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I'm trying to write some Haskell code in which there are multiple data types, each of which can have multiple implementations. To do this, I define each data type as a class whose methods are the relevant constructors and selectors, and then implement all operations on members of that class in terms of the given constructors and selectors.

For example, perhaps A is a polynomial class (with methods getCoefficients and makePolynomial) which can have a representation as a SparsePoly or a DensePoly and B is a complex number class (with methods getReal, getImag and makeComplex) which can be represented as a ComplexCartesian or a ComplexPolar.

I've reproduced a minimal example below. I have two classes A and B each of which has an implementation. I want to make all instances of both classes into instances of Num automatically (this requires the FlexibleInstances and UndecidableInstances type extensions). This works fine when I only have one of A or B, but when I try to compile with both, I get the following error:

Duplicate instance declarations:
  instance [overlap ok] (A a, Num x, Show (a x), Eq (a x)) =>
                        Num (a x)
    -- Defined at test.hs:13:10-56
  instance [overlap ok] (B b, Num x, Show (b x), Eq (b x)) =>
                        Num (b x)
    -- Defined at test.hs:27:10-56

I suppose that the 'duplicate instance declarations' message is because a data type could be made an instance of both A and B. I want to be able to make a promise to the compiler that I won't do that, or possibly specify a default class to use in the case that a type is an instance of both classes.

Is there a way to do this (maybe another type extension?) or is this something I'm stuck with?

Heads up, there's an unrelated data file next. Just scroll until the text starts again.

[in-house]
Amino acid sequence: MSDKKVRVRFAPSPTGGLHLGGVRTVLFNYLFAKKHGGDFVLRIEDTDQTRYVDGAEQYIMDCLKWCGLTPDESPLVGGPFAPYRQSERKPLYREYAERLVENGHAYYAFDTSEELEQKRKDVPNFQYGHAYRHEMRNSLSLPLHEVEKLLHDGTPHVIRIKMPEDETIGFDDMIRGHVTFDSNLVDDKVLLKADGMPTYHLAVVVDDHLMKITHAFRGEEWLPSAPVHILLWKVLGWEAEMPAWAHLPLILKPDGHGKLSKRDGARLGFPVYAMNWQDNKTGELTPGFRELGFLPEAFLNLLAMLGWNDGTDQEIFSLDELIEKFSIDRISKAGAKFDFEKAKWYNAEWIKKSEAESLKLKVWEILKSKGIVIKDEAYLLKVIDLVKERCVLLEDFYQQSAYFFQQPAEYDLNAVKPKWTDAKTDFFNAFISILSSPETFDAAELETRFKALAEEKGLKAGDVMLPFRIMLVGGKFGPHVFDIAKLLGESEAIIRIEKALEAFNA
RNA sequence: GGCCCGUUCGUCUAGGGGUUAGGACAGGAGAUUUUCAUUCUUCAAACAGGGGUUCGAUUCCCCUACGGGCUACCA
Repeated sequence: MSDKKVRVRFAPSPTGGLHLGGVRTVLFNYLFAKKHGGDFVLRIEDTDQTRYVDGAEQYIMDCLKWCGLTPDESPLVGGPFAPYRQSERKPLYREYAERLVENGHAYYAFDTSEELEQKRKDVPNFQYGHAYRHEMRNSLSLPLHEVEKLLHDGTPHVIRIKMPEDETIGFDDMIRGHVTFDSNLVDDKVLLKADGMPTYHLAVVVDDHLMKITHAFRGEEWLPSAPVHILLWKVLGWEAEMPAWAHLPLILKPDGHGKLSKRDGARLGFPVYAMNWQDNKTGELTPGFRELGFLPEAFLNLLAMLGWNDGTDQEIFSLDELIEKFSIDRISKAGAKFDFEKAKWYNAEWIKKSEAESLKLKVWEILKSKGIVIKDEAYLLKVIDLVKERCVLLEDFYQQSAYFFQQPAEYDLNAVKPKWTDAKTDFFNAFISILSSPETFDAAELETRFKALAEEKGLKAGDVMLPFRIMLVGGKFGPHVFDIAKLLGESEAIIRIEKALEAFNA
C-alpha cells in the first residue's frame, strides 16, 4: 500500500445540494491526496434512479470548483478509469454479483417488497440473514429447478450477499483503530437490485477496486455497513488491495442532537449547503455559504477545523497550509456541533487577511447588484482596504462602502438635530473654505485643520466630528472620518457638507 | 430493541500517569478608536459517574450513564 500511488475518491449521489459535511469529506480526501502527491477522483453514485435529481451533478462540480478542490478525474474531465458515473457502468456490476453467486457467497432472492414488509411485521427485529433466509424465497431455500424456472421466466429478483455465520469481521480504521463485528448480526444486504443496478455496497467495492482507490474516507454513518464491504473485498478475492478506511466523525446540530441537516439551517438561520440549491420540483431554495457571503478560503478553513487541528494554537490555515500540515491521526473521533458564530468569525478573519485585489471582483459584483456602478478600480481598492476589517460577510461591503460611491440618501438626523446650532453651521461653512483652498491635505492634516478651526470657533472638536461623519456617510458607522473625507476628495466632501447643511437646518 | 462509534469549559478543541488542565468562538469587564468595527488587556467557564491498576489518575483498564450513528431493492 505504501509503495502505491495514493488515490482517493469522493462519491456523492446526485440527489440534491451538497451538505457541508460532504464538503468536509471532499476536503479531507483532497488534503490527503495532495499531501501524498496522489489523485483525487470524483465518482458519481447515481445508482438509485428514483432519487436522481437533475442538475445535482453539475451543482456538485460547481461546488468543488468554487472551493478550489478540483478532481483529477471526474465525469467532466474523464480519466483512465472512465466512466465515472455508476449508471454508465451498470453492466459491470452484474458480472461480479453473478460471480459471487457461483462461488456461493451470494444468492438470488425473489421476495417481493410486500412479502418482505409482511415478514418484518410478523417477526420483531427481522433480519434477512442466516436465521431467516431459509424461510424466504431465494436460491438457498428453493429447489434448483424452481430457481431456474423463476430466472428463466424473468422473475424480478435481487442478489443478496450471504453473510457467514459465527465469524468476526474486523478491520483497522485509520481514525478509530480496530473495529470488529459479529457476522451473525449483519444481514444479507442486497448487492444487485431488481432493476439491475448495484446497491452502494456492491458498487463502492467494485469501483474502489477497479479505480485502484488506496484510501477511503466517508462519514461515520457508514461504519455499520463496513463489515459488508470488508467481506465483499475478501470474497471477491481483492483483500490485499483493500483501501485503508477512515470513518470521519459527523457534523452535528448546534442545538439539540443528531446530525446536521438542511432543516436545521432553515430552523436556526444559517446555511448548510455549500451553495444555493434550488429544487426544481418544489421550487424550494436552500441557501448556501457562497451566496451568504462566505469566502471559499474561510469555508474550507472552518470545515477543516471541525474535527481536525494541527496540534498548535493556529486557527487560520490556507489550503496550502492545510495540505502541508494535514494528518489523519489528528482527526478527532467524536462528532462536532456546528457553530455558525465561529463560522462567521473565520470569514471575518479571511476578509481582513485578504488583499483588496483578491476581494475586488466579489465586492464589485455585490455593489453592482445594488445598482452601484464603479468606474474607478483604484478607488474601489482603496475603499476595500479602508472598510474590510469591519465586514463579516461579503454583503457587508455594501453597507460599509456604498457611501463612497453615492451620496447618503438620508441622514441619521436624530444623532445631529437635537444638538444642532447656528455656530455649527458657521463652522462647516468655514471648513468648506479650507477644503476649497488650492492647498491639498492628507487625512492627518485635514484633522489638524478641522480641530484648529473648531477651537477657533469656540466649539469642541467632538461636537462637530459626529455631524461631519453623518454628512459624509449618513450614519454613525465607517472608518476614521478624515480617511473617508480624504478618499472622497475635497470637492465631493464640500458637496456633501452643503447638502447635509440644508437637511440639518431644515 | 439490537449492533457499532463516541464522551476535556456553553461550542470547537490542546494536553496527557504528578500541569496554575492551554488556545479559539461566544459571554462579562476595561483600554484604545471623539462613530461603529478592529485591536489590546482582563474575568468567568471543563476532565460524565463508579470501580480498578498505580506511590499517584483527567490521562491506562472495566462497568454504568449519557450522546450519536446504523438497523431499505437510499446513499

Here's my code:

{-# LANGUAGE FlexibleInstances, UndecidableInstances, OverlappingInstances #-}

class A a where
    fa :: a x -> x
    ga :: x -> a x

data AImpl x = AImpl x deriving (Eq,Show)

instance A AImpl where
    fa (AImpl x) = x
    ga x = AImpl x

instance (A a, Num x, Show (a x), Eq (a x)) => Num (a x) where
    a1 + a2 = ga (fa a1 + fa a2)
    -- other implementations go here


class B b where
    fb :: b x -> x
    gb :: x -> b x

data BImpl x = BImpl x deriving (Eq,Show)

instance B BImpl where
    fb (BImpl x) = x
    gb x = BImpl x

instance (B b, Num x, Show (b x), Eq (b x)) => Num (b x) where
    -- implementations go here

Edit: To make myself clear, I'm not trying to write any practical code using this technique. I'm doing it as an exercise to help myself understand the type system and extensions better.

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2 Answers 2

up vote 8 down vote accepted

This part of your question

I suppose that the 'duplicate instance declarations' message is because a data type could be made an instance of both A and B. I want to be able to make a promise to the compiler that I won't do that, or possibly specify a default class to use in the case that a type is an instance of both classes.

is incorrect. It's actually because you've written two instances,

instance Num (a x)
instance Num (b x)

that the compiler can't tell apart (see the link from @hammar's comment, class contexts don't count for the purpose of differentiating between instance declarations).

One solution is to add a witness type.

{-# LANGUAGE FlexibleInstances, FlexibleContexts, UndecidableInstances, OverlappingInstances #-}

data AWitness

data AImpl witness x = AImpl x deriving (Eq,Show)

instance A (AImpl AWitness) where
    fa (AImpl x) = x
    ga x = AImpl x

instance (A (a AWitness), Num x, Show (a AWitness x), Eq (a AWitness x)) => Num (a AWitness x) where
    a1 + a2 = ga (fa a1 + fa a2)

The compiler can use the witness types to differentiate between your instance declarations.

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Thanks, this is the approach that I've gone with. –  Chris Taylor Apr 5 '12 at 7:42

There's no really good way to do this; the best practice is to define some constants like

plusA, minusA :: (A a, Num x) => a x -> a x -> a x

which makes writing the Num instances more mechanical after you have an A instance:

instance A Foo where ...
instance Num x => Num (Foo x) where
    (+) = plusA
    (-) = minusA
share|improve this answer
    
Thanks! I can see how this would be useful if you have only a small number of implementations of each class. –  Chris Taylor Apr 5 '12 at 7:43

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